Israel has actually tried many strategies to manage relations with the PLA but, much of it has been angry and suspicious. They remember the many wars and that those wars were not fought to gain territory or seek justice but mainly to exterminate them, to “push them into the sea.” After the failure of Camp David, the culture decided that there really was nothing to do with these essentially evil people. Settlements continued apace. Security arrangements were less good-natured. The wall was built. The regular Palestinian people were subjected to endless propaganda by their leaders that concealed Yassir Arafat’s selling them out and inflamed their hatred of the Jews.

In 2005, Israel withdrew from Gaza. It was partly because they were overextended (Lebanon had attacked them and there was war and security problems in the North), partly because they thought it might help to make nice with Hamas, partly because international pressure wanted them to do something. They pulled 8,000 settlers out of Gaza, much to the consternation of the Israeli right wing, and deeded a lot of useful property to the Gaza government.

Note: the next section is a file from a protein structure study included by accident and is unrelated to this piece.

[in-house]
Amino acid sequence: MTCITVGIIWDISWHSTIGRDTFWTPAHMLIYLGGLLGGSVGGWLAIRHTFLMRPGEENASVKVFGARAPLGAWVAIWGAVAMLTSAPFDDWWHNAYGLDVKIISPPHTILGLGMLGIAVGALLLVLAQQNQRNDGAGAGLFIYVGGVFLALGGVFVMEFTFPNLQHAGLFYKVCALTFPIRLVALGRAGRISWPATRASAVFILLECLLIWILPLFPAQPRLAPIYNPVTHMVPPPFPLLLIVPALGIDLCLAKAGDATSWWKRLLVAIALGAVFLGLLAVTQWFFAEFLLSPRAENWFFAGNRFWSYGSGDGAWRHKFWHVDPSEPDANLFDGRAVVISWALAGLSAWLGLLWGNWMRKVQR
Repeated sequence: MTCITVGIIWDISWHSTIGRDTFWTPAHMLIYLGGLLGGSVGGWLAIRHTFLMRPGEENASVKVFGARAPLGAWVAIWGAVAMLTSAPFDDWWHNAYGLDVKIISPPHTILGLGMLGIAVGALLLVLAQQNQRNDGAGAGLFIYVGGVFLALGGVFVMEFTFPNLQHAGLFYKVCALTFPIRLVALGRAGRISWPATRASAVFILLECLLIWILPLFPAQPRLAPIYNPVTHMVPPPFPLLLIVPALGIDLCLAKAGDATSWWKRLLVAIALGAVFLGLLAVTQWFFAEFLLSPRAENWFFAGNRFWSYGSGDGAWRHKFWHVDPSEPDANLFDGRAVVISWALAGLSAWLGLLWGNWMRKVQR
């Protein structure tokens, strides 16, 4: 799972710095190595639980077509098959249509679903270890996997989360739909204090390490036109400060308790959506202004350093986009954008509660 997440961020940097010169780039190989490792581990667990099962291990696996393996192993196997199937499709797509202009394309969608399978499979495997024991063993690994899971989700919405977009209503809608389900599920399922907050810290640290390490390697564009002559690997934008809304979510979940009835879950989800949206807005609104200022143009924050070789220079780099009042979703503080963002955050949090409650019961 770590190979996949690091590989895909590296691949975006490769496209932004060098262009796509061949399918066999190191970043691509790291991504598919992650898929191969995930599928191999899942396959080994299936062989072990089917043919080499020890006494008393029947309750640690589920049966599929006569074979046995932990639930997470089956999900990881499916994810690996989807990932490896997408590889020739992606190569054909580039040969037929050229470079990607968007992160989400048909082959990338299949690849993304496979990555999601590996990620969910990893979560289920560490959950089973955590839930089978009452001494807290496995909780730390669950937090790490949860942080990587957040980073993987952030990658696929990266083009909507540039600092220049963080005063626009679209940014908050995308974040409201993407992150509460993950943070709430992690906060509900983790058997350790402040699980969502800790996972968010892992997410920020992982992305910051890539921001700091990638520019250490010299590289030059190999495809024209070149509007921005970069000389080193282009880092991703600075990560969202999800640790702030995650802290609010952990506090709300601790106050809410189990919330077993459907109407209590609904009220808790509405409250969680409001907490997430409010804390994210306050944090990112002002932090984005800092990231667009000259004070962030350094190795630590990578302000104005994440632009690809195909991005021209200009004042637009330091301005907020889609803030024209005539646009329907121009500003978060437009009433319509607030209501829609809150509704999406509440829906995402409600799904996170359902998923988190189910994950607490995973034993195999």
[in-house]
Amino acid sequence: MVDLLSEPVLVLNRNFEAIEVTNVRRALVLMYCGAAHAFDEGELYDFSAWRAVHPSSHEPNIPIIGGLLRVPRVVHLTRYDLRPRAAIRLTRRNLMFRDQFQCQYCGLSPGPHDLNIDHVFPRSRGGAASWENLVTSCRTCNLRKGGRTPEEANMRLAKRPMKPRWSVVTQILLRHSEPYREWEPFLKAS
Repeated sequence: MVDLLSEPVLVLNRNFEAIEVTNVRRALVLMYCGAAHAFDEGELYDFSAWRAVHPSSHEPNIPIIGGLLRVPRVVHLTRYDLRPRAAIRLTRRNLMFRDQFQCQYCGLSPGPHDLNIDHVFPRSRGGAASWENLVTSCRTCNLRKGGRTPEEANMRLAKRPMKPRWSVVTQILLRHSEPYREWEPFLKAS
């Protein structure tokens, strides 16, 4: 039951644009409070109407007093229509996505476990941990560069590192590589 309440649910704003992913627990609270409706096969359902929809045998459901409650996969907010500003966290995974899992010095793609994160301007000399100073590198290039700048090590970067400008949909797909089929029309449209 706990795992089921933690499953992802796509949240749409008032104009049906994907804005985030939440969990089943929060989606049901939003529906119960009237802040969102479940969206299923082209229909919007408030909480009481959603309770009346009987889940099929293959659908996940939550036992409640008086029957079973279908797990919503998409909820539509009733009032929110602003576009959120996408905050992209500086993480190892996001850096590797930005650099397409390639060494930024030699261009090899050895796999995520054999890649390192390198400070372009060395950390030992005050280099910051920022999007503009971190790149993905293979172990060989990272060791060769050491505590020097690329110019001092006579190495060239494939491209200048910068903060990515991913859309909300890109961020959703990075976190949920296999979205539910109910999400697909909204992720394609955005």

Among those things were, I think the number is, 3000 agricultural greenhouses. These were functioning, commercially viable industrial farms. A group of American Jews put together funding of, I think, thirty million dollars to help the Gazans keep them going while they got started. Hamas blew them all up.

Some time later, Gaza held elections and put Hamas in charge of their government. Hamas, as required by its charter, declared Israel illegitimate and declared war on the “Zionist entity”. They had been shooting rockets into Israel previously (Israel had hoped that removing themselves from Gaza might reduce this problem) and they continued to do so subsequently.

This is no surprise. Hamas is not some righteous Moslem organization formed to achieve glory and a Palestinian state. Hamas is an offshoot of some political party in Iran. It is supported by Iran for Iran’s purposes. Iran’s purpose is to avenge the various wars it lost against Israel, to kill Jews and to spread it’s special brand of Islam throughout the entire Middle East. Hamas, as their representative in Gaza, does nothing to improve the lives of the people there.

Israel gave it the old college try, though. When they pulled out, they not only gave the Gazans all the stuff they had built there but, they also opened the borders, removed their police and established trade. Both Israel and international Jewry put together substantial foreign aid for Gaza.